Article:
Hummingbird Robots Use AI to Go Where Drones Can't

Trained on machine learning algorithms to behave like the delicate birds they’re modelled after, the devices “know” how to move on their own, and can teach themselves new tricks.

“The robot can essentially create a map without seeing its surroundings,” Xinyan Deng, an associate professor of mechanical engineering at Purdue, said in a statement.

Hummingbirds have long been the subject of robotics research: In 2011, AeroVironment (commissioned by DARPA), built a cyborg that was heavier and slower than the real thing, with helicopter-like flight control and limited maneuverability.

The team documented key maneuvers (like a rapid 180-degree turn), then translated them to computer algorithms for the robots to learn.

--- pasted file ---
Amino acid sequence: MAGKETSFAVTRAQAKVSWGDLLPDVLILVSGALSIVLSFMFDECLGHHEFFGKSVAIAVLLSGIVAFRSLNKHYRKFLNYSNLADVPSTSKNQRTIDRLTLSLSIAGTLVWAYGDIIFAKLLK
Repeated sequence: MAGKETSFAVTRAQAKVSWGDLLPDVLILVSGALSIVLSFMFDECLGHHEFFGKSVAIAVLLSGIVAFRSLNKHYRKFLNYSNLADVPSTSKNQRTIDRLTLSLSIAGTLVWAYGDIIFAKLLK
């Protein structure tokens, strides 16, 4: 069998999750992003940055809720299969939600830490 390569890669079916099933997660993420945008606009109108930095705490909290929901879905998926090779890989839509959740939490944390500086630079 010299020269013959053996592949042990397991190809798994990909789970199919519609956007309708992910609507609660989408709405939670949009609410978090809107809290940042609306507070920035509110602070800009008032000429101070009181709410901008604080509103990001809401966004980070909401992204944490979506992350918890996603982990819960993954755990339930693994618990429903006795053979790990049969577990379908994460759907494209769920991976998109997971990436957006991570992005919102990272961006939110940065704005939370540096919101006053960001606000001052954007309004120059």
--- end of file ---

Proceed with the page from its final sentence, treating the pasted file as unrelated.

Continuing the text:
Like their IRL inspirations, Purdue’s hummingbots can fly silently and stay steady through turbulence, making them ideal for covert operations.

Moving forward, researchers hope to add a battery and sensing technology (like a camera or GPS).

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